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27

There's another factor at play with Quantcast undercounting: They use third-party cookies (cookies served from the .quantserve.com domain), whereas Google Analytics uses first-party cookies (stackexchange.com, etc.) This is pretty crucial, as some browsers (particularly Safari, but more recently Firefox and Chrome) disable third-party cookies as the default ...


14

Quantcast emailed me: You mentioned that there was a fairly substantial delta between your GA numbers and your QC numbers. While this doesn’t happen often, it does happen and there are several reasons this can occur. For instance, we account for 3rd party cookies and auto-refreshes and GA does not. We also ask that publishers to place our tag near the ...


10

Search engines have no way of knowing what traffic your website gets so it can't be used as a ranking metric in their algorithm. (Google has clearly stated that Google Analytics data is not used in their ranking algorithm). Even if they did, the number of visits would not be a good judge of relevance as it is easy to artificially inflate your number of ...


10

From the info I found through this question on SO I guess that between 0.2 and 2% of users have JavaScript disabled, depending on the country. I'd say take 1% as a rule of thumb. Whether you should care about this 1% depends on what website your building. If you're doing e-commerce and you have analyzed your audience a bit you can probably estimate if that ...


7

The ratio of cookies to unique visitors is usually between 1.3 and 1.7 for sites with over a million visits. While yc01 is correct that GA uses first-party cookies vs third-party cookies, we at RealSelf.com use two first-party analytics providers (GA and Comscore Direct) and GA still shows 30% more Absolute Unique Visitors than Comscore's Unique Visitors. ...


5

It's not a bad practice, you can buy all the visitors you want. Most companies that offer these services will run a program connecting to your website through proxies increasing your unique visitor count. Though the visits will be less than a minute with 100% bounce rate. It does nothing for your rankings and ruins your Analytics data. It's a waste of money ...


4

Here's a recent (May 4, 2011 -- yesterday when I write this) study from MediaMind with "Cookie Inflation Multipliers" for different markets: press release report (requires filling out a form and giving them your e-mail address) direct link to the report (because it's not unique for the e-mail address) write up by eMarketer Their calculated inflation ...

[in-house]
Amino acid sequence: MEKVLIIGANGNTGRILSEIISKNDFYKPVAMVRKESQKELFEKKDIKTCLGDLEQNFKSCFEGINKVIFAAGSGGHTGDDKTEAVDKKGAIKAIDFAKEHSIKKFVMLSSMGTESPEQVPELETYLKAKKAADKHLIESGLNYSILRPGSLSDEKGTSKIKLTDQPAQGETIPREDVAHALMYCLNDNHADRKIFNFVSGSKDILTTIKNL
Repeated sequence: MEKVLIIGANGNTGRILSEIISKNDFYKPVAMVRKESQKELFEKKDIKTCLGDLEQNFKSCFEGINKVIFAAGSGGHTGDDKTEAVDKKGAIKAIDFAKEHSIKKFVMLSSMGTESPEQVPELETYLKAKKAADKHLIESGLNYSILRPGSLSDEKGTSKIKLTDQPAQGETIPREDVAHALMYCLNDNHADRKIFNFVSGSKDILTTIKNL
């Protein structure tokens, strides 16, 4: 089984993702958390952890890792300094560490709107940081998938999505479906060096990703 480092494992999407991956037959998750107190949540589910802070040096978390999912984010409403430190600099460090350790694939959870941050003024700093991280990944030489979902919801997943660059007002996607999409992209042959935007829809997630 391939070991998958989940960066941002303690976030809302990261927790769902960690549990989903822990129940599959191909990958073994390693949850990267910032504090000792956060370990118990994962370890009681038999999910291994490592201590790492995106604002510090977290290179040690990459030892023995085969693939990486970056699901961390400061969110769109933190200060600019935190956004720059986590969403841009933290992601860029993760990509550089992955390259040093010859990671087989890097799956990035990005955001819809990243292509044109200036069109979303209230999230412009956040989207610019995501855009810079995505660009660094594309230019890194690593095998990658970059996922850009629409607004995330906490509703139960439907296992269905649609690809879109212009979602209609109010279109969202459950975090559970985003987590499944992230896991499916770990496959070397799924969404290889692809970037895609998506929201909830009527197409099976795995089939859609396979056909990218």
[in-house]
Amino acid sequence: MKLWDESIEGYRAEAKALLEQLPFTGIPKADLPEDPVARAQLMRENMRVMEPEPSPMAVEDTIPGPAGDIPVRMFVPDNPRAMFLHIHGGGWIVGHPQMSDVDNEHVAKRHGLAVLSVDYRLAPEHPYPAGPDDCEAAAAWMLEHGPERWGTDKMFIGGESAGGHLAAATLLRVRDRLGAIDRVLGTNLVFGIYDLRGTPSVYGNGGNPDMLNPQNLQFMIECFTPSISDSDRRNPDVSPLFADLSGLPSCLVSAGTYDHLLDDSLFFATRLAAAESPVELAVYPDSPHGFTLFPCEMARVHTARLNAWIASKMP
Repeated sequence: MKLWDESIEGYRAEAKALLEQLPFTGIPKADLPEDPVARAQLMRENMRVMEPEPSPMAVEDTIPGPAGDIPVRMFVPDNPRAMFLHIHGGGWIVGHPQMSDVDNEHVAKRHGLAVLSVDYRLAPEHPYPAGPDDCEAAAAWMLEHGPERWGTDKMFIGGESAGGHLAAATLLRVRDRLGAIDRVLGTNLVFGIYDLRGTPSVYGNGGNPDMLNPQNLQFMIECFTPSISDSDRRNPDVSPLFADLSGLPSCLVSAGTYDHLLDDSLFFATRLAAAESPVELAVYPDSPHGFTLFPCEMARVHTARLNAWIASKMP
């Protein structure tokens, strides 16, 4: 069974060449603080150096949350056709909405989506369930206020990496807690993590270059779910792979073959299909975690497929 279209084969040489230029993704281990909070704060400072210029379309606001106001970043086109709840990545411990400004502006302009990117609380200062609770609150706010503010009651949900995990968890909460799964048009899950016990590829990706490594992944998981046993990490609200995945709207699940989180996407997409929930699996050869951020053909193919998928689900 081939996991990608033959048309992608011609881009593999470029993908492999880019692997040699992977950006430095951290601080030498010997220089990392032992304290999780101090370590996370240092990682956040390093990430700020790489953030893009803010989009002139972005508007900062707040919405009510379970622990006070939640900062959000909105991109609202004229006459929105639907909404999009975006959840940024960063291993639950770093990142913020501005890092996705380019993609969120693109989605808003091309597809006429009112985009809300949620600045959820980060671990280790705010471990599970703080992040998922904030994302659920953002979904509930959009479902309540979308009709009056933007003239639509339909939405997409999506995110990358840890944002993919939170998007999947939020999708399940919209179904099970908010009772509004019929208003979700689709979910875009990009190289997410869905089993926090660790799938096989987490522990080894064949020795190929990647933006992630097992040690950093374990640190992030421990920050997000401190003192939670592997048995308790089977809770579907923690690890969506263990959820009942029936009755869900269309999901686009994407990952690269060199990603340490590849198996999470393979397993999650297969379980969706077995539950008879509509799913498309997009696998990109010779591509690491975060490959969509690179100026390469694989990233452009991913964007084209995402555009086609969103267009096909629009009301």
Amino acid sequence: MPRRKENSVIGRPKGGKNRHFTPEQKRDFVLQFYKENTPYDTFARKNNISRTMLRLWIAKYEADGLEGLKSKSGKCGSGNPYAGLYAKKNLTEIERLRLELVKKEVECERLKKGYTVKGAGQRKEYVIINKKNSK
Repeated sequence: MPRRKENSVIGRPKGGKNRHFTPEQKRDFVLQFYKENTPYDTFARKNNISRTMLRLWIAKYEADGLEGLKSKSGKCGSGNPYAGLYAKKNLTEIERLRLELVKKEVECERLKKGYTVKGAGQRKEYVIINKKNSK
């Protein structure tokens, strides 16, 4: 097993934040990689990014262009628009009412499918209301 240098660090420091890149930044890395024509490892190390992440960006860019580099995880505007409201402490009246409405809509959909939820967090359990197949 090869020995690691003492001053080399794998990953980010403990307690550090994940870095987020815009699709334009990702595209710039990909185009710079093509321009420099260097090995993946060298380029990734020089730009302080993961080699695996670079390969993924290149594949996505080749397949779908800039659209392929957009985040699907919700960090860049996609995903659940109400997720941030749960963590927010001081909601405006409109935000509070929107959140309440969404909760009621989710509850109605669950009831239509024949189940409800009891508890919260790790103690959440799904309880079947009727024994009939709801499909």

4

Providing initial explanation re difference between server-side stats and online stats for the benefit of other users: Apache access log analyses all the traffic to your server. StatCounter tracks all the visits to your site. Your server gets a lot more traffic than your site, because server traffic includes all the visits from robots, spambots, crawlers ...


4

Well, I don't know how to merge them into Google Analytics, but I can answer the first question. de or de_de are (obsiously) the same. They are Language tags. de is a Language subtag de-de is a Region subtag. A few examples of language tags: fr: French language, en-AU: English language, as written and spoken in Australia, az-Latn-IR, Azeri language, ...


4

Google can measure visitors if the website is a click through on their search engine and this is across the board with all the other search engines. Google has never directly confirmed that trends of clicks actually matters or not, through it would make logical sense that this would be true. So other than having direct access to your server there is no way ...


4

No, unfortunately it's not literally 100,000 different people. More accurately, it's 100,000 different cookie values. A user can visit your site for the very first time and be counted with a first unique visit, but if they clear their cookies, or log in from a different computer, or do private browsing, then a subsequent visit would be "unique" again. So ...


4

"Count of Sessions" is "The number of visitors with X sessions during this time period". You have far more than 123,649 users during the specified time. You had 123,649 user that visited exactly once (one session) in this time period. You had 2,419 users who visited the site exactly 8 times. To get the number of visitor who visited more than 8 times, ...


3

In that case the answer I gave to this question yesterday will redirect all the pages in one go (even though you're not using Tomcat). Search engines will notice the 301 and start indexing you at the new domain. Google will know you've moved too.


3